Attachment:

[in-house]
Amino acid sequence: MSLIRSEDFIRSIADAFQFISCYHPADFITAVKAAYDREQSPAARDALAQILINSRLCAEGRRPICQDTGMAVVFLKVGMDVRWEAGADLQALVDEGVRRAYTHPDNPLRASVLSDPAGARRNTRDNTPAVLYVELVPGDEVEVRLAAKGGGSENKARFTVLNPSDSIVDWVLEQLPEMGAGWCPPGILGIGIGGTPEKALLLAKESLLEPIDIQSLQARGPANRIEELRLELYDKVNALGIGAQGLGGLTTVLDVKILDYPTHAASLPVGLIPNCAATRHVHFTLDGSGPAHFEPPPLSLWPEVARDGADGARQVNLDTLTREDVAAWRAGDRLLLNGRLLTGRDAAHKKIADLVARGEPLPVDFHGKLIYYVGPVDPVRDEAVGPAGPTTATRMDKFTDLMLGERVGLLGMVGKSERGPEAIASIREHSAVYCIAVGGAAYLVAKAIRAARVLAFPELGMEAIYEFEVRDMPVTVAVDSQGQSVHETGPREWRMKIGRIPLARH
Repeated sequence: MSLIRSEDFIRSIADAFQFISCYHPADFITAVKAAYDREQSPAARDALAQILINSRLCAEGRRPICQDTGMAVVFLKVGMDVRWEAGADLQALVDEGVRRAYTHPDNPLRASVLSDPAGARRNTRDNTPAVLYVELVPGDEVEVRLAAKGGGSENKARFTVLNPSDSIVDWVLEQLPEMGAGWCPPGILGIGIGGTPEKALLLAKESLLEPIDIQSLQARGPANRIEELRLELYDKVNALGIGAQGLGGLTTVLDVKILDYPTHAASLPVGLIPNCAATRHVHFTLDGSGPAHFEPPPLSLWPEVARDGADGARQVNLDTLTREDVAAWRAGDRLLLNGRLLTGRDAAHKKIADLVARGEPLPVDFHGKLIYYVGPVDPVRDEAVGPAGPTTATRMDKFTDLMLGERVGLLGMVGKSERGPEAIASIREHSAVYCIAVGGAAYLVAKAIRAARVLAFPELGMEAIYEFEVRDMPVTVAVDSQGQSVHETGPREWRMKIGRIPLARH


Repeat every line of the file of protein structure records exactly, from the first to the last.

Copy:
[in-house]
Amino acid sequence: MSLIRSEDFIRSIADAFQFISCYHPADFITAVKAAYDREQSPAARDALAQILINSRLCAEGRRPICQDTGMAVVFLKVGMDVRWEAGADLQALVDEGVRRAYTHPDNPLRASVLSDPAGARRNTRDNTPAVLYVELVPGDEVEVRLAAKGGGSENKARFTVLNPSDSIVDWVLEQLPEMGAGWCPPGILGIGIGGTPEKALLLAKESLLEPIDIQSLQARGPANRIEELRLELYDKVNALGIGAQGLGGLTTVLDVKILDYPTHAASLPVGLIPNCAATRHVHFTLDGSGPAHFEPPPLSLWPEVARDGADGARQVNLDTLTREDVAAWRAGDRLLLNGRLLTGRDAAHKKIADLVARGEPLPVDFHGKLIYYVGPVDPVRDEAVGPAGPTTATRMDKFTDLMLGERVGLLGMVGKSERGPEAIASIREHSAVYCIAVGGAAYLVAKAIRAARVLAFPELGMEAIYEFEVRDMPVTVAVDSQGQSVHETGPREWRMKIGRIPLARH
Repeated sequence: MSLIRSEDFIRSIADAFQFISCYHPADFITAVKAAYDREQSPAARDALAQILINSRLCAEGRRPICQDTGMAVVFLKVGMDVRWEAGADLQALVDEGVRRAYTHPDNPLRASVLSDPAGARRNTRDNTPAVLYVELVPGDEVEVRLAAKGGGSENKARFTVLNPSDSIVDWVLEQLPEMGAGWCPPGILGIGIGGTPEKALLLAKESLLEPIDIQSLQARGPANRIEELRLELYDKVNALGIGAQGLGGLTTVLDVKILDYPTHAASLPVGLIPNCAATRHVHFTLDGSGPAHFEPPPLSLWPEVARDGADGARQVNLDTLTREDVAAWRAGDRLLLNGRLLTGRDAAHKKIADLVARGEPLPVDFHGKLIYYVGPVDPVRDEAVGPAGPTTATRMDKFTDLMLGERVGLLGMVGKSERGPEAIASIREHSAVYCIAVGGAAYLVAKAIRAARVLAFPELGMEAIYEFEVRDMPVTVAVDSQGQSVHETGPREWRMKIGRIPLARH